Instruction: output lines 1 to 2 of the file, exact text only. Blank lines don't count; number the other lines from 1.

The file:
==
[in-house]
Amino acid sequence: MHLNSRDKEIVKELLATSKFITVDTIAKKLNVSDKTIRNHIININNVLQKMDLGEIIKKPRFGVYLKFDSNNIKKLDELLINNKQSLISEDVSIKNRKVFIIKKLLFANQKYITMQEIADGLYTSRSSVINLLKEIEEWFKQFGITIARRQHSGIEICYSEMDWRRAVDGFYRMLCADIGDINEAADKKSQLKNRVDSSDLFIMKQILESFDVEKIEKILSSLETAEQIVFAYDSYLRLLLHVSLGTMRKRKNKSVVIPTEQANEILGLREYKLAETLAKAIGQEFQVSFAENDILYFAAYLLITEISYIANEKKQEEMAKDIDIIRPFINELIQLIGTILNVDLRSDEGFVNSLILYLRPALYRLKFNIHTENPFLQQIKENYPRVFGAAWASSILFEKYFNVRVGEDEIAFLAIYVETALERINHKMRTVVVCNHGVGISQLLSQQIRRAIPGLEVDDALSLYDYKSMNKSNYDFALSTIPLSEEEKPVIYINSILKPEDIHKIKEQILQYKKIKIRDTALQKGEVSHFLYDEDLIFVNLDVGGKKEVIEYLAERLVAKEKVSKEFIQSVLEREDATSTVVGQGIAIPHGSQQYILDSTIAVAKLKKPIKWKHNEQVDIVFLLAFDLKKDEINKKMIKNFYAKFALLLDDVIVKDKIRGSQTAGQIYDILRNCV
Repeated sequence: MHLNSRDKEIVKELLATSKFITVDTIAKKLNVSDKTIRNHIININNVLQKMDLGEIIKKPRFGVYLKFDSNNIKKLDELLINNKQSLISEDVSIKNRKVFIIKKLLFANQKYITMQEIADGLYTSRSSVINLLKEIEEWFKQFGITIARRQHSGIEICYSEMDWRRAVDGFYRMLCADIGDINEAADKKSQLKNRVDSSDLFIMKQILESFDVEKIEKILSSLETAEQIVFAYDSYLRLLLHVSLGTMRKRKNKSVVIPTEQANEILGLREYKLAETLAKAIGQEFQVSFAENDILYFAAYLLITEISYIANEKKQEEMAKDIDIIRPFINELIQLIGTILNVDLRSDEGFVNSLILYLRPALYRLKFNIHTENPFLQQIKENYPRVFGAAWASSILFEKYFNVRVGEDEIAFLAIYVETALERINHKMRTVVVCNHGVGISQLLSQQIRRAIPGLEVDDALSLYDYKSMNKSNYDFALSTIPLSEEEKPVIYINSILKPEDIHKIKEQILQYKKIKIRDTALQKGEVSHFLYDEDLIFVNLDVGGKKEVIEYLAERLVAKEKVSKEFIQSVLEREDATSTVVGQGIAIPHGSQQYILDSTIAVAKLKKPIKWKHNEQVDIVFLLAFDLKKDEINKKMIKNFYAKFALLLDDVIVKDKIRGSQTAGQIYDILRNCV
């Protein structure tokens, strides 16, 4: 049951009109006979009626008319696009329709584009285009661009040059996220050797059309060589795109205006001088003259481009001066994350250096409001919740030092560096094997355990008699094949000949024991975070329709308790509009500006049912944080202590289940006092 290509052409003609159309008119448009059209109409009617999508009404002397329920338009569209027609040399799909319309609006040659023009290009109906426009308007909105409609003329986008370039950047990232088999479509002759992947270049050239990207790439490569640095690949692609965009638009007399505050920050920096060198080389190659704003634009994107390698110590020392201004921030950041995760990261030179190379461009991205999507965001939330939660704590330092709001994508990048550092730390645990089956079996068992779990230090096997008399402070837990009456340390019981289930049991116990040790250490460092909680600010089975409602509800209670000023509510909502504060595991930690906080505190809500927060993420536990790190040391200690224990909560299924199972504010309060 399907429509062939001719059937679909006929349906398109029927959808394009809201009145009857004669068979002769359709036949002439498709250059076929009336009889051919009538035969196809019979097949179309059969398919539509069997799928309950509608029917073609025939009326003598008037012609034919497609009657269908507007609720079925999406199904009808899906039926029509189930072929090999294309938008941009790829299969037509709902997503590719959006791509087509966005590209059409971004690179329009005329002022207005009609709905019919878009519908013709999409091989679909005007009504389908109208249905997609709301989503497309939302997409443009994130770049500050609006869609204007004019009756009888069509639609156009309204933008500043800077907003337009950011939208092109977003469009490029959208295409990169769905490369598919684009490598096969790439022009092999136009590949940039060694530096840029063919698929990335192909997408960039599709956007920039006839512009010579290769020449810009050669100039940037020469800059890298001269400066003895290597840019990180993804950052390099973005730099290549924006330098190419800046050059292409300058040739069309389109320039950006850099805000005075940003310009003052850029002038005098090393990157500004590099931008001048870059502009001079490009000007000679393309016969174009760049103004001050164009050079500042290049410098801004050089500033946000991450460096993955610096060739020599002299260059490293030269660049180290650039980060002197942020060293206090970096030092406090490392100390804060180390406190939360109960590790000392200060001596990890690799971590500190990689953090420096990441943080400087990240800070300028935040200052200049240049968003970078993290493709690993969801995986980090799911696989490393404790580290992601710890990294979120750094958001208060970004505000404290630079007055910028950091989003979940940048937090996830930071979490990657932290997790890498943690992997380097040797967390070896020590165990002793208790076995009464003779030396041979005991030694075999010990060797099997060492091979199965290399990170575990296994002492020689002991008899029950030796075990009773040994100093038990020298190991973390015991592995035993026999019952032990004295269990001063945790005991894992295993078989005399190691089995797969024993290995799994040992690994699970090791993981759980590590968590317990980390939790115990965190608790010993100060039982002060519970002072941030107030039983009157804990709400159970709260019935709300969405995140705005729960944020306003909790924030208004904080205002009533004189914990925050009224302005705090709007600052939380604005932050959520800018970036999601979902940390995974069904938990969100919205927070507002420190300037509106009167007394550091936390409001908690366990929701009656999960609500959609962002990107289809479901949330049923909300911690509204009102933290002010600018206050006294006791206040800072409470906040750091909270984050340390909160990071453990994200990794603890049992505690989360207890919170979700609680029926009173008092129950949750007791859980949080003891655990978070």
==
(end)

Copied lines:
[in-house]
Amino acid sequence: MHLNSRDKEIVKELLATSKFITVDTIAKKLNVSDKTIRNHIININNVLQKMDLGEIIKKPRFGVYLKFDSNNIKKLDELLINNKQSLISEDVSIKNRKVFIIKKLLFANQKYITMQEIADGLYTSRSSVINLLKEIEEWFKQFGITIARRQHSGIEICYSEMDWRRAVDGFYRMLCADIGDINEAADKKSQLKNRVDSSDLFIMKQILESFDVEKIEKILSSLETAEQIVFAYDSYLRLLLHVSLGTMRKRKNKSVVIPTEQANEILGLREYKLAETLAKAIGQEFQVSFAENDILYFAAYLLITEISYIANEKKQEEMAKDIDIIRPFINELIQLIGTILNVDLRSDEGFVNSLILYLRPALYRLKFNIHTENPFLQQIKENYPRVFGAAWASSILFEKYFNVRVGEDEIAFLAIYVETALERINHKMRTVVVCNHGVGISQLLSQQIRRAIPGLEVDDALSLYDYKSMNKSNYDFALSTIPLSEEEKPVIYINSILKPEDIHKIKEQILQYKKIKIRDTALQKGEVSHFLYDEDLIFVNLDVGGKKEVIEYLAERLVAKEKVSKEFIQSVLEREDATSTVVGQGIAIPHGSQQYILDSTIAVAKLKKPIKWKHNEQVDIVFLLAFDLKKDEINKKMIKNFYAKFALLLDDVIVKDKIRGSQTAGQIYDILRNCV